Eric Douglas Published

Morrisey Requests Stay On Hope Scholarship Injunction

Erasing profit schools

West Virginia Attorney General Patrick Morrisey filed a motion for a stay against a preliminary injunction on the Hope Scholarship with the state’s new Intermediate Court of Appeals.

Two weeks ago, Judge Joanna Tabit issued an injunction in Kanawha Circuit Court blocking the Hope Scholarship program. Morrisey is asking the court to allow the program to move forward, pending an appeal of the case on its merits.

“The lower court’s ruling undermining parents’ freedom to choose how they educate their children is legally wrong and deeply disappointing, and we are ready to appeal as soon as the lower court issues its written order confirming its ruling from nearly two weeks ago,” Morrisey said.

The Hope Scholarship provides parents with about $4,300 per child to educate their children however they choose. The state board of education and some parents argued the program was unconstitutional because it undermines the state’s financial obligation to provide a free education for residents.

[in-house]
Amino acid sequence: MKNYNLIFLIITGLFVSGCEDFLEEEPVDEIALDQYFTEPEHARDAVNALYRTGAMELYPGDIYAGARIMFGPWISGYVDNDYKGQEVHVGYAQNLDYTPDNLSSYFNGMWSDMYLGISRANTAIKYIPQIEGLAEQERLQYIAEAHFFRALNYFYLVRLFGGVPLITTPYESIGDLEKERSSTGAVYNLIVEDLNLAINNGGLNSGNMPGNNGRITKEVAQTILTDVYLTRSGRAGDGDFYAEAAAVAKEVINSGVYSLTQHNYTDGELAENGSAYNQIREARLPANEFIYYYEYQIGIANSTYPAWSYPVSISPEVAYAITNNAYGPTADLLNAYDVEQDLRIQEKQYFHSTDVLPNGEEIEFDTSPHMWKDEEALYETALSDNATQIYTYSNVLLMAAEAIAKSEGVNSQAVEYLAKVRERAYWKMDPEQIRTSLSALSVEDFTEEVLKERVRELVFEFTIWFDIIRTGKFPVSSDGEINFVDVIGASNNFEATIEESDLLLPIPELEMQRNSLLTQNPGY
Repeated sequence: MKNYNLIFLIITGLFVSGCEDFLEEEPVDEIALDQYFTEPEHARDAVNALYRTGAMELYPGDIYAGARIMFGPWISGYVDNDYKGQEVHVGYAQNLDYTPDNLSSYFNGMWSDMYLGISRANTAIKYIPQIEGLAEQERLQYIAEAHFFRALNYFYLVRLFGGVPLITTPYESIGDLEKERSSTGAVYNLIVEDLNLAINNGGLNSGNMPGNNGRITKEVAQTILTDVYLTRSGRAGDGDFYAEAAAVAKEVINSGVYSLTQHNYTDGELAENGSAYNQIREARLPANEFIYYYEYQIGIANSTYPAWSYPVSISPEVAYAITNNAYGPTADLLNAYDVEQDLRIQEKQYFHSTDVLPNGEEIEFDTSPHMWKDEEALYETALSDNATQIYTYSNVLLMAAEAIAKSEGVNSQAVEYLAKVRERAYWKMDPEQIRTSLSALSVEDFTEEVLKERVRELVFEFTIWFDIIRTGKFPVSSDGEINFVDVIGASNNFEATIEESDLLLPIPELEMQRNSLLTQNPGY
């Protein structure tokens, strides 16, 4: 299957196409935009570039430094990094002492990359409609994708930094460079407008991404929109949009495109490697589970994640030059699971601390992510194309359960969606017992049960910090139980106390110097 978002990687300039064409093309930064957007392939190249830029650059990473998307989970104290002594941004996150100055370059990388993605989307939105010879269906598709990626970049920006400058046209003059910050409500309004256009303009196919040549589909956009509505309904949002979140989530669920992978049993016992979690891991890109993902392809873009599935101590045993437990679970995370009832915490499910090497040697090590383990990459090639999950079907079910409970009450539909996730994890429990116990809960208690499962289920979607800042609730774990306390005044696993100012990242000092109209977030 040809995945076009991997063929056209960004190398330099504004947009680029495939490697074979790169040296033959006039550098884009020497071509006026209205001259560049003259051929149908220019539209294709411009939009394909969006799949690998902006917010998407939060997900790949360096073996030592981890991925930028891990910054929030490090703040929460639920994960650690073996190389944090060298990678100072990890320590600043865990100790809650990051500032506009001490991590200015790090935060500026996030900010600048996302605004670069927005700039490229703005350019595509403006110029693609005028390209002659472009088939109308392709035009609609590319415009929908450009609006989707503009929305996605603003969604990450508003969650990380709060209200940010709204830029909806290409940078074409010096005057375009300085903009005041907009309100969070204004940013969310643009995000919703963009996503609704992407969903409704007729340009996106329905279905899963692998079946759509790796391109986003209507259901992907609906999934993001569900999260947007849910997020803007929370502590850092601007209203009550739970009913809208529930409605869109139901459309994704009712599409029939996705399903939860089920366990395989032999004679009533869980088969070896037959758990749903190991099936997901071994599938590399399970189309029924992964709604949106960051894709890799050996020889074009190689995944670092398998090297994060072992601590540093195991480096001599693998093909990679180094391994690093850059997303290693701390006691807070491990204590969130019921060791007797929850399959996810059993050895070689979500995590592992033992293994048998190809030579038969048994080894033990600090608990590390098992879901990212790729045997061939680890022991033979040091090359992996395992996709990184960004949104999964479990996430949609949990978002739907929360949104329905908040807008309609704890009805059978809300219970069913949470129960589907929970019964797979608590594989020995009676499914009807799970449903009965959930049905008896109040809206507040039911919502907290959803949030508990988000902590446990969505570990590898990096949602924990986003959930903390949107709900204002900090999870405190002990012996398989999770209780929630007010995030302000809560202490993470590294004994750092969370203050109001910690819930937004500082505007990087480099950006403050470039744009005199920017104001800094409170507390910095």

In a statement, Morrisey said he asked for the stay to allow parents to receive the money they expected from the program, citing school’s start time in just a few weeks.

The legislature passed and the governor signed the Hope Scholarship Act into law in 2021.

Morrisey wrote in the motion that “absent a stay, the state and its families will suffer irreparable harm: a validly enacted law will stand mute because the Legislature’s policy judgments ‘troubled’ a single judge, and students across the state will be stripped of educational opportunities for at least a year.”

There was no immediate statement from the Intermediate Court of Appeals on when it would take up the request for a stay. The court just began operations on July 1.

Read a copy of the motion at: